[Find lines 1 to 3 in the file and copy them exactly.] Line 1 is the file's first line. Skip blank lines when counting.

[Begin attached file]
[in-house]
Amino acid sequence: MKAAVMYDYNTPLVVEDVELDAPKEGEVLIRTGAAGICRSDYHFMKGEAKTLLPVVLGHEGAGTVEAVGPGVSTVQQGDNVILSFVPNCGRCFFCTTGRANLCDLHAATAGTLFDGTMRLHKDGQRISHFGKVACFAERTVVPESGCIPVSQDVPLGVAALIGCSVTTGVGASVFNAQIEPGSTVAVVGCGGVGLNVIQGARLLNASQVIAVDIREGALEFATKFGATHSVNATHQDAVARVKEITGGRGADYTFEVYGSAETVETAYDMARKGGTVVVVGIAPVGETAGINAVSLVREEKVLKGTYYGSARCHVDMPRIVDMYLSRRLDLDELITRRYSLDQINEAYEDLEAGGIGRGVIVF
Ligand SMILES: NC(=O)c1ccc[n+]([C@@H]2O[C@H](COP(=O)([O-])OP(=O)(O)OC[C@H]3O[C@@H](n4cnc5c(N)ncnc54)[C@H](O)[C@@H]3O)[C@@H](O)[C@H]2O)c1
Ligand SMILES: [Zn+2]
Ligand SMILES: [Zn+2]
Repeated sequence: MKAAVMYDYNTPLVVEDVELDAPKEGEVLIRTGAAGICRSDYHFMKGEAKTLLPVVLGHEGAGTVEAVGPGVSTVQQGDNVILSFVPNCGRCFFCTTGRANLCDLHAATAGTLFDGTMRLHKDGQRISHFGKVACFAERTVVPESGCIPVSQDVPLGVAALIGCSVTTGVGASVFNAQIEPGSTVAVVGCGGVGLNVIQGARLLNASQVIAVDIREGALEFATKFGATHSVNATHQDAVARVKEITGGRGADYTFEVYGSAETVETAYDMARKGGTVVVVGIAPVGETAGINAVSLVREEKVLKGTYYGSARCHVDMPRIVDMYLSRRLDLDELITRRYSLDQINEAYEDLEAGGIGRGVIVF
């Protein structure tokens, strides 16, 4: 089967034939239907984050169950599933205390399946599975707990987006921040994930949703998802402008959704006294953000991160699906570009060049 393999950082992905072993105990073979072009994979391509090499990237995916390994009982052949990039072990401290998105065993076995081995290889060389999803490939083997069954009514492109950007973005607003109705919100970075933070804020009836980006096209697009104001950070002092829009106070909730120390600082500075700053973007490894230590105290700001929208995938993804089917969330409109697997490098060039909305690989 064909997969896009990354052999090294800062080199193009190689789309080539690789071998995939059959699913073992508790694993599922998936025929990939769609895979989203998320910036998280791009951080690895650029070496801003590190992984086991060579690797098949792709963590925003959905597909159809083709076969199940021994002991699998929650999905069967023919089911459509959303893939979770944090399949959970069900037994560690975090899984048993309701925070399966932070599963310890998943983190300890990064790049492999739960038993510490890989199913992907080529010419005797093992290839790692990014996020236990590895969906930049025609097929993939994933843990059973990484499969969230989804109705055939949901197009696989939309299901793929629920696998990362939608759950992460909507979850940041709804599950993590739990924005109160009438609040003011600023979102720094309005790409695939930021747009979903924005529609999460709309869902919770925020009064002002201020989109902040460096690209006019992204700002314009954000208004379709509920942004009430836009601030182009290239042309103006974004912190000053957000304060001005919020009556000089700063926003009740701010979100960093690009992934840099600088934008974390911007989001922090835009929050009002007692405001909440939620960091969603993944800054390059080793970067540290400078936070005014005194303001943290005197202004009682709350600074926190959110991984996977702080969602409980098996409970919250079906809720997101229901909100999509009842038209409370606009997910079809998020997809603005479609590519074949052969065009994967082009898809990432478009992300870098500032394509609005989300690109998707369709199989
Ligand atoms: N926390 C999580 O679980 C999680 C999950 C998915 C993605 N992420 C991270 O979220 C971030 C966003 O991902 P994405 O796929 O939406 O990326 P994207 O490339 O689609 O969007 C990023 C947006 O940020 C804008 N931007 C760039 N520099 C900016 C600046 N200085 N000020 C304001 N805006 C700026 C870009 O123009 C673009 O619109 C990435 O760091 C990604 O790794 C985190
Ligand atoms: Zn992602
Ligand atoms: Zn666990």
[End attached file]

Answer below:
[in-house]
Amino acid sequence: MKAAVMYDYNTPLVVEDVELDAPKEGEVLIRTGAAGICRSDYHFMKGEAKTLLPVVLGHEGAGTVEAVGPGVSTVQQGDNVILSFVPNCGRCFFCTTGRANLCDLHAATAGTLFDGTMRLHKDGQRISHFGKVACFAERTVVPESGCIPVSQDVPLGVAALIGCSVTTGVGASVFNAQIEPGSTVAVVGCGGVGLNVIQGARLLNASQVIAVDIREGALEFATKFGATHSVNATHQDAVARVKEITGGRGADYTFEVYGSAETVETAYDMARKGGTVVVVGIAPVGETAGINAVSLVREEKVLKGTYYGSARCHVDMPRIVDMYLSRRLDLDELITRRYSLDQINEAYEDLEAGGIGRGVIVF
Ligand SMILES: NC(=O)c1ccc[n+]([C@@H]2O[C@H](COP(=O)([O-])OP(=O)(O)OC[C@H]3O[C@@H](n4cnc5c(N)ncnc54)[C@H](O)[C@@H]3O)[C@@H](O)[C@H]2O)c1